BYU coach Bronco Mendenhall’s intentions were good, using his Poinsettia Bowl postgame news conference to observe the retirement of longtime offensive assistant coach Lance Reynolds.
Of course, most accounts of the Cougars’ 23-6 victory over San Diego State last Thursday — including mine — included only brief mentions of Reynolds, amid everything else that night.
It would have been nice for the announcement to be made in the buildup to the bowl game, giving Reynolds greater appreciation. Knowing his nature, the low-key approach may have been his choice.
After more than 35 years at the school, including his playing career and a stint as a graduate assistant before becoming a full-time coach, Reynolds deserved a proper sendoff.
At least, his retirement should be distinct from other staff changes to come.
Reynolds’ departure raises an intriguing question in retrospect about his career, which will remain unanswered: What if Reynolds had become BYU’s head coach in December 2004, instead of Mendenhall?
Reynolds’ contributions to the Cougar offense since the early 1980s are easier to document. As a former offensive lineman, he was an expert in the entire offensive scheme, capable of coaching any position. He was the offensive coordinator for only one season — 2000, LaVell Edwards’ final year, when Brandon Doman eventually became the starting quarterback and delivered a memorable win over Utah.
But even without having the biggest say in the offensive meeting room, Reynolds was always a steadying influence.
His institutional knowledge will be missed, and the further end of an era will come when his son Houston completes his BYU career as the fourth Reynolds brother to start on BYU’s offensive line. Houston Reynolds, a junior, was sidelined for the season with an injury in the Cougars’ loss to Utah in September.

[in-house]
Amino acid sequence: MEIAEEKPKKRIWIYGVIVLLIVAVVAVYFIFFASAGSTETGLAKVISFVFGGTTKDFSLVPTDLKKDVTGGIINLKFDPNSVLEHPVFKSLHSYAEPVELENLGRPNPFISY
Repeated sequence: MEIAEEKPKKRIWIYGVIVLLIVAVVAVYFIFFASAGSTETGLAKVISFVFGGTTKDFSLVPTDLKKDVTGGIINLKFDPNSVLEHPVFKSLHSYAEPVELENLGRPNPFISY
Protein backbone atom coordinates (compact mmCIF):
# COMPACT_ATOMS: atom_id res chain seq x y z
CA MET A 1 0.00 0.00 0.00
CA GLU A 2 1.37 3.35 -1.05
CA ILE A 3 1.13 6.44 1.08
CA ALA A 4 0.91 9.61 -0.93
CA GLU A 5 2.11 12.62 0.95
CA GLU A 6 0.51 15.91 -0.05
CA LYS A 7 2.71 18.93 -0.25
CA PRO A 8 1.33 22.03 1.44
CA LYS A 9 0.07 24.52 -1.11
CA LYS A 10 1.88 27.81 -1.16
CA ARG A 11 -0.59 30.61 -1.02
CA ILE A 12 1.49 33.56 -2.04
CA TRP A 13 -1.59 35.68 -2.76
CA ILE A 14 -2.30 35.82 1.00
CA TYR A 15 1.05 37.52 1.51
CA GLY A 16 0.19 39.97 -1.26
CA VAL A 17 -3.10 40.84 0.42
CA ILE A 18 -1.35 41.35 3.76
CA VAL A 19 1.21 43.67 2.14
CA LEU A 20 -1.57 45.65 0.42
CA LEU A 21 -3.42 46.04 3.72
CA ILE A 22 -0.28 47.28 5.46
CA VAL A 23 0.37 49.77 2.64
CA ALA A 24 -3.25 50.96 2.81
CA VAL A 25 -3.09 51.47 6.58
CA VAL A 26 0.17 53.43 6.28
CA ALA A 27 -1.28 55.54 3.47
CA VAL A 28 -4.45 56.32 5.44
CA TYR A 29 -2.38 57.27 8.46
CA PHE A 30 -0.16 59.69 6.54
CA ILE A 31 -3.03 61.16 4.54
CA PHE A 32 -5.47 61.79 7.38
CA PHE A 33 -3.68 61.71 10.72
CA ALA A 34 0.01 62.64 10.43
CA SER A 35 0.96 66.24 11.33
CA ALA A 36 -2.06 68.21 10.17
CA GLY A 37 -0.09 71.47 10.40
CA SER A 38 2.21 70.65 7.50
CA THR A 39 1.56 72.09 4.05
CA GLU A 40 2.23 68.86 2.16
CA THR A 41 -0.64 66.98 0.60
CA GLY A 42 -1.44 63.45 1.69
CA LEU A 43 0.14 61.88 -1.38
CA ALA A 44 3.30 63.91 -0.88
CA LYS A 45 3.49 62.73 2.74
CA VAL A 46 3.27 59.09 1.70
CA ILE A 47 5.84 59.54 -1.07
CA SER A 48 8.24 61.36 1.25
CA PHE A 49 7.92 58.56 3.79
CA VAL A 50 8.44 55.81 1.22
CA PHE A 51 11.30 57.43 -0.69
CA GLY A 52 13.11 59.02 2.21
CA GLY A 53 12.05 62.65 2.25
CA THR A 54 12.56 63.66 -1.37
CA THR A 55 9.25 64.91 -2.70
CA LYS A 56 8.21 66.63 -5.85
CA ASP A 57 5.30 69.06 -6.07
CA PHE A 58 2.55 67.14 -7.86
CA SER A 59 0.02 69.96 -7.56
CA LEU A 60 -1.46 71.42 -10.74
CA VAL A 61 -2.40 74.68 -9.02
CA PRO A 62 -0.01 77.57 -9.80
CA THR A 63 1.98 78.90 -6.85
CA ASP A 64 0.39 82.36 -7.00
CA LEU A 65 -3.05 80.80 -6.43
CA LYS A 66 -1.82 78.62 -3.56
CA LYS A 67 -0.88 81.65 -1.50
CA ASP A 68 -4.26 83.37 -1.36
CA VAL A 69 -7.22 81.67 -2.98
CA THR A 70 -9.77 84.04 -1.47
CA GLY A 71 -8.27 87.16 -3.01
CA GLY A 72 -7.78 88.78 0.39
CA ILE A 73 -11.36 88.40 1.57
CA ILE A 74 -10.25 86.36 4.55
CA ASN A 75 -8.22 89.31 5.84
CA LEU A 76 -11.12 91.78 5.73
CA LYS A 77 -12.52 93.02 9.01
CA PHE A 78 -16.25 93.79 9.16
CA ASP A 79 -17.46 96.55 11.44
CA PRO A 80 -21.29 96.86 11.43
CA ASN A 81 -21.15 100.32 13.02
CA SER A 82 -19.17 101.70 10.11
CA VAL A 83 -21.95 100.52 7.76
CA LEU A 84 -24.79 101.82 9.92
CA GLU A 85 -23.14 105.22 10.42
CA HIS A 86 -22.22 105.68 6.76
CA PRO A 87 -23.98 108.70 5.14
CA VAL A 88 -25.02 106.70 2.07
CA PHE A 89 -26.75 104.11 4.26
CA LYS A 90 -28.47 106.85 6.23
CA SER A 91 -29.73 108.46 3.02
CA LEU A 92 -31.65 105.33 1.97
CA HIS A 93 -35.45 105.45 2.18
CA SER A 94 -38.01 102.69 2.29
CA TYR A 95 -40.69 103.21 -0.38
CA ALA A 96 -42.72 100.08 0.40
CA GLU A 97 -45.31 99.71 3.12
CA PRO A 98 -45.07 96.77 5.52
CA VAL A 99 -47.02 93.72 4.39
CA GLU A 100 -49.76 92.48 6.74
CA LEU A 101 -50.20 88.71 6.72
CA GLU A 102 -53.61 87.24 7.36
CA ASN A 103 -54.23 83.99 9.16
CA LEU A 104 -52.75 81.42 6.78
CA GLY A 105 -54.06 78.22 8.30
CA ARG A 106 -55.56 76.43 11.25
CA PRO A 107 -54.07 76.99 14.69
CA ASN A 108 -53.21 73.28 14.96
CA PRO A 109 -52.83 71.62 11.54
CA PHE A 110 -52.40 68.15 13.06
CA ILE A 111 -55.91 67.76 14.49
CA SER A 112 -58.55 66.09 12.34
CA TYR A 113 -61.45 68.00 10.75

BYU’s assembly line of Reynolds brothers almost was interrupted after school administrators selected Mendenhall over Lance Reynolds in replacing Gary Crowton after the 2004 season. If their father had then joined Kyle Whittingham’s new staff at Utah, for example, at least some of his sons may have followed him.
During the weekend before that Monday announcement of Mendenhall’s hiring, Reynolds believed he was BYU’s choice. How would have done as BYU’s head coach? The likely answer is he would not have matched Mendenhall’s 73-29 record over eight seasons, simply because Mendenhall would not have remained as the defensive coordinator.
Mendenhall was a Crowton guy, with only two years of ties to BYU. He probably would have joined former Utah assistant Mike Sanford’s UNLV staff as defensive coordinator.
Otherwise, I have no doubt that Reynolds would have succeeded. He served BYU very well in any job he held, and the same would have been true of the head coaching position.
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